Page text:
The NBA trade deadline was the ultimate tease, a promise of grandeur that produced a grand bore. Three deals were completed involving just four players -- but none of them involved Jason Kidd wearing purple and gold in Los Angeles, Vince Carter taking his high-wire act to Orlando, Pau Gasol lining up next to Ben Wallace in Chicago or Mike Bibby going to Cleveland to provide outside shooting for LeBron James.

Although New Jersey President of Basketball Operations Rod Thorn was considering remaking the Nets, who have been a major disappointment, he wasn't staging a fire sale, which explains his desire to get Andrew Bynum from the Lakers in any deal for Kidd and his willingness to hold on to Carter, although the all-star guard has made it clear that he would like to become a free agent this summer. "If you can make a deal you feel is a good one, you do it. If you can't, then you don't. You don't do deals just to do deals," Thorn said in a telephone interview on Friday. "You're talking about great players. You can't give them away."

There is considerable risk in making midseason trades because most teams in contention don't want to disrupt chemistry. Bulls General Manager John Paxson didn't believe Gasol was the missing piece and was unwilling to surrender Luol Deng, one of his core young players, to make a deal happen with Memphis.

In 2004, the Pistons were certain to make the playoffs, but President of Basketball Operations Joe Dumars believed that Rasheed Wallace could put them over the hump. Dumars made the deal -- without surrendering any of his core players -- and the Pistons went on to win the championship four months later. But for every Wallace deal, there is a Chris Webber deal that can potentially send the franchise spiraling.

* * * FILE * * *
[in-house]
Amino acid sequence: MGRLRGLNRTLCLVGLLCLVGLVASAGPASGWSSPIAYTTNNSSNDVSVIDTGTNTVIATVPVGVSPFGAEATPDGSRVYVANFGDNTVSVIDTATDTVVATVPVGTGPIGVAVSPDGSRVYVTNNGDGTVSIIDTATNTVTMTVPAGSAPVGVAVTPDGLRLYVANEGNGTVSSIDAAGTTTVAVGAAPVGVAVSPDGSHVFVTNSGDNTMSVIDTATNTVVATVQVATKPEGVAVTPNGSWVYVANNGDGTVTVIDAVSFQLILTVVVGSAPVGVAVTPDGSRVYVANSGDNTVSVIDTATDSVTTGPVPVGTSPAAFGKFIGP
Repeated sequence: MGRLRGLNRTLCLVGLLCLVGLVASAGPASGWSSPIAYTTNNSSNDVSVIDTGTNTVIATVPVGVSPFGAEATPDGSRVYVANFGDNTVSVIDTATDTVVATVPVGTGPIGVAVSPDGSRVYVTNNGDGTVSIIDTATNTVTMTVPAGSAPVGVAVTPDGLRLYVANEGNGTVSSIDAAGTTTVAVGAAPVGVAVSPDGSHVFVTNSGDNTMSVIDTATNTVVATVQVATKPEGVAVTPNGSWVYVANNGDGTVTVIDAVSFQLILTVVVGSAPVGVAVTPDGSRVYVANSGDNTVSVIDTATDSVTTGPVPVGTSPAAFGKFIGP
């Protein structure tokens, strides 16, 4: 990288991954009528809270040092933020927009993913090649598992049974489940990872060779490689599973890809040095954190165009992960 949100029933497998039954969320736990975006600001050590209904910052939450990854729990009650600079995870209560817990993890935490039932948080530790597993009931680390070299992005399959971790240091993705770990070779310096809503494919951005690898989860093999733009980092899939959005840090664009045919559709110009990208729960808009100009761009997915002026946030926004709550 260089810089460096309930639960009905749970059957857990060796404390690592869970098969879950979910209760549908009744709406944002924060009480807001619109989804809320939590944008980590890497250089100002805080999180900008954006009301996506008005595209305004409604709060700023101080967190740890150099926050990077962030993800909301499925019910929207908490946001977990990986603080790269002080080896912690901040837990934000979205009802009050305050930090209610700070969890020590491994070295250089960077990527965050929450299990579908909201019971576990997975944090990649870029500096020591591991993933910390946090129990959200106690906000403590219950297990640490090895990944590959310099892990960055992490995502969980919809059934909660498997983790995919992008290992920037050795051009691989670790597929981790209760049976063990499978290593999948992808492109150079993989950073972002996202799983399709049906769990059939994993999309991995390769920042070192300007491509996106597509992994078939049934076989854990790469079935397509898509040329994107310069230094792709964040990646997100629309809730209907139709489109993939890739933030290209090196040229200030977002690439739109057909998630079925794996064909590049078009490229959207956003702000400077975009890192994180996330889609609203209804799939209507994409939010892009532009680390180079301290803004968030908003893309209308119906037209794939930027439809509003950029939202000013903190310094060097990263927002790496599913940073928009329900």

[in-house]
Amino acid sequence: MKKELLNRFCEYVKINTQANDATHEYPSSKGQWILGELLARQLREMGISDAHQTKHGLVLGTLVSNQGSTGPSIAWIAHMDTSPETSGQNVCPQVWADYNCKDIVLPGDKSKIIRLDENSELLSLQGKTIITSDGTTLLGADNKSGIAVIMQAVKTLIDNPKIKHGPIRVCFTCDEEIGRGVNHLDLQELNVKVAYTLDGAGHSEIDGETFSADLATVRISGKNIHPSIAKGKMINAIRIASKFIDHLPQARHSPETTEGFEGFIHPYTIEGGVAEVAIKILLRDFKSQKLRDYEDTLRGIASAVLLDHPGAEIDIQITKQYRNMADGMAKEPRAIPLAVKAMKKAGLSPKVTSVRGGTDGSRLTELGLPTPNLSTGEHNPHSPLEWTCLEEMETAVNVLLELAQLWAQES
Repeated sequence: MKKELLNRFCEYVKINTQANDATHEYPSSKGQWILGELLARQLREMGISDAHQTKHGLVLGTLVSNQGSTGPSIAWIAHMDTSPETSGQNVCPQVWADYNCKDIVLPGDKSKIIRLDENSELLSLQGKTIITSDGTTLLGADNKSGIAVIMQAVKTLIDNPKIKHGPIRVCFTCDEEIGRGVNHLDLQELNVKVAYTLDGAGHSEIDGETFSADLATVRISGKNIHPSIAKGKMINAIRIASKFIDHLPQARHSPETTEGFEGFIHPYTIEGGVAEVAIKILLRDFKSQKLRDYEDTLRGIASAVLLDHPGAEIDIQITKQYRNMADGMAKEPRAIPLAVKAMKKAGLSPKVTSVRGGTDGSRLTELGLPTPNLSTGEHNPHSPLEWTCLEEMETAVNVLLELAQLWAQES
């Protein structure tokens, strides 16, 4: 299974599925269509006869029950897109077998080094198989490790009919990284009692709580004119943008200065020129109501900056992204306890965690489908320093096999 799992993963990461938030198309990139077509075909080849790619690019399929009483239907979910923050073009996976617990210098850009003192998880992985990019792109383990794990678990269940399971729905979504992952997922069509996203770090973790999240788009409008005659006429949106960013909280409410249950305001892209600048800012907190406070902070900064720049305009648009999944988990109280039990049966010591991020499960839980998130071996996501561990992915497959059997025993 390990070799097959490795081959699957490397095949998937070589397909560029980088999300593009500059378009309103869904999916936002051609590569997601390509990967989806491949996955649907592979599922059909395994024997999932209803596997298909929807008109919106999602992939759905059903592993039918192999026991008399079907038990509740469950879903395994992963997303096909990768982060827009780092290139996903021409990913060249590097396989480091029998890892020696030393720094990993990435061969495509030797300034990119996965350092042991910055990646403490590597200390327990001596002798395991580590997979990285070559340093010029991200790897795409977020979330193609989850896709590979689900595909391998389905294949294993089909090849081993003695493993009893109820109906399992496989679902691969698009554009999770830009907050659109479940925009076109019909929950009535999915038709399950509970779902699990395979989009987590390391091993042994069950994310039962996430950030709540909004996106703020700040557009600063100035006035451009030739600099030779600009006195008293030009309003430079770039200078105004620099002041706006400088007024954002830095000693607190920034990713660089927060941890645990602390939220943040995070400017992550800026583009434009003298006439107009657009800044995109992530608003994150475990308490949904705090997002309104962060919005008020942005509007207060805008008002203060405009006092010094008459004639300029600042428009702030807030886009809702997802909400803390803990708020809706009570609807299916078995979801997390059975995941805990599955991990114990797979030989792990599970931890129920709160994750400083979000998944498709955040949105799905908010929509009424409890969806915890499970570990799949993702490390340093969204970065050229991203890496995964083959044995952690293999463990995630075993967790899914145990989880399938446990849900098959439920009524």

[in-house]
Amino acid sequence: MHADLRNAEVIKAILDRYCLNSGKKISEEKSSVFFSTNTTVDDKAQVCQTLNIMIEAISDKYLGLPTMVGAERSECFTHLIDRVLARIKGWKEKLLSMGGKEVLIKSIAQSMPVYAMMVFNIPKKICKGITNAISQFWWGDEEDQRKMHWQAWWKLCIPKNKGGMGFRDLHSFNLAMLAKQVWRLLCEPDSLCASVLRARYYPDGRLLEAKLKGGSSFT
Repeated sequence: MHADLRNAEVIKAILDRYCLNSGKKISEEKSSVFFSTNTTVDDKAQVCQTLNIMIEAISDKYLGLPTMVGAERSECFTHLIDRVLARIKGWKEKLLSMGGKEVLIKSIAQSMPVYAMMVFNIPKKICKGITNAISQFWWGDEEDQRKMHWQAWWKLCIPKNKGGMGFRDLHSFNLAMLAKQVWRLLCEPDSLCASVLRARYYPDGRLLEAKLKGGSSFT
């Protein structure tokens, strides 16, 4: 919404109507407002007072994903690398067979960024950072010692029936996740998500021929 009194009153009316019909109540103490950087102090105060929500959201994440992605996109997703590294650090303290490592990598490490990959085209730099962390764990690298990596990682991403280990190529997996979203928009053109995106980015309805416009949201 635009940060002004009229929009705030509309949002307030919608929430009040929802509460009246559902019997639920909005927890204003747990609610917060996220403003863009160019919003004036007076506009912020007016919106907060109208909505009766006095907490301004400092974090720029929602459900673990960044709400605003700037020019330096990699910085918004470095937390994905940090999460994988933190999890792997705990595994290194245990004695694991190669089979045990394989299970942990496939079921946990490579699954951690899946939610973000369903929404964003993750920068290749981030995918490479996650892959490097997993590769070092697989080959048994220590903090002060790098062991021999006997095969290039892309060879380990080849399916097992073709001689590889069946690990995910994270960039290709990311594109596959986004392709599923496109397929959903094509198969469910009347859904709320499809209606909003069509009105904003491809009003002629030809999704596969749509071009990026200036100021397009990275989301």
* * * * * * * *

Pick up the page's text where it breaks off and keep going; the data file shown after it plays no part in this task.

Philadelphia 76ers General Manager Billy King's acquisition of Webber initially was praised two years ago, but today neither Webber nor Allen Iverson resides in Philadelphia and the 76ers are one of the worst teams in the league.

Wizards President of Basketball Operations Ernie Grunfeld hasn't made a deal at the trade deadline since joining the team, but he made one of biggest deals this decade in his last season in Milwaukee, when he traded Ray Allen to Seattle for Gary Payton in 2003.

Two years ago, 11 deals involving 35 players were made in the final 24 hours. "These things go in cycles," Grunfeld said. "I remember one year [1992] in New York, there was one deal. We traded Brian Quinnett for James Donaldson because we needed a backup center. That was it."

But just because nothing happened last Thursday, it doesn't mean that these players won't eventually be moved. "More teams are more inclined to make trades and changes in the offseason," Grunfeld said.

Until then, the Nets, currently seeded ninth in the Eastern Conference, have enough talent to sneak into the playoffs with Kidd, Carter and Richard Jefferson, who is expected to return from his ankle injury in a few weeks. "We have a chance," Thorn said. "Obviously, with Dwyane Wade getting hurt, it brings another spot into play. Whether we can do it or not, we'll see."